- About Us
- What We Do
- Our Findings
- News & Events
- Contact Us
Marie Frazer, Amanda Seims, Michael J Tatterton, Bridget Lockyer, Daniel Bingham, Sally Barber, Andy Daly-Smith, Jennifer Hall
Introduction Whole-systems approaches are being adopted to tackle physical inactivity. The mechanisms contributing to changes resulting from whole-systems approaches are not fully understood. The voices of children and families that these approaches are designed for need to be heard to understand what is working, for whom, where and in what context. This paper describes the protocol for the children and families’ citizen science evaluation of the Join Us: Move, Play (JU:MP) programme, a whole-systems approach to increasing physical activity in children and young people aged 5–14 years in Bradford, UK.
Methods and analysis The evaluation aims to understand the lived experiences of children and families’ relationship with physical activity and participation in the JU:MP programme. The study takes a collaborative and contributory citizen science approach, including focus groups, parent–child dyad interviews and participatory research. Feedback and data will guide changes within this study and the JU:MP programme. We also aim to examine participant experience of citizen science and the suitability of a citizen science approach to evaluate a whole-systems approach. Data will be analysed using framework approach alongside iterative analysis with and by citizen scientists in the collaborative citizen science study.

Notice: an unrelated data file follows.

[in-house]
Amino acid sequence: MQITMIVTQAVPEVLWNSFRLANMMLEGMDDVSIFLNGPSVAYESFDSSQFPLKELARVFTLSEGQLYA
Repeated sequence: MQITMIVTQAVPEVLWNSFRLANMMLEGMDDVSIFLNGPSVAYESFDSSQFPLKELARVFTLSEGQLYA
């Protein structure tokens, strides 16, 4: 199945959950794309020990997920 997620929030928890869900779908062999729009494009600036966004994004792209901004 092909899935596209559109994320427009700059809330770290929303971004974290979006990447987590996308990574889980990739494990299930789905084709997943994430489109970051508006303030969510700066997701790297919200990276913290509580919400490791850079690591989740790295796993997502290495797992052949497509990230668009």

Ethics and dissemination Ethical approval has been granted by the University of Bradford: study one (E891—focus groups as part of the control trial, E982—parent–child dyad interviews) and study two (E992). Results will be published in peer-reviewed journals and summaries will be provided to the participants, through schools or directly. The citizen scientists will provide input to create further dissemination opportunities.
This is an open access article distributed in accordance with the Creative Commons Attribution Non Commercial (CC BY-NC 4.0) license, which permits others to distribute, remix, adapt, build upon this work non-commercially, and license their derivative works on different terms, provided the original work is properly cited, appropriate credit is given, any changes made indicated, and the use is non-commercial. See: http://creativecommons.org/licenses/by-nc/4.0/.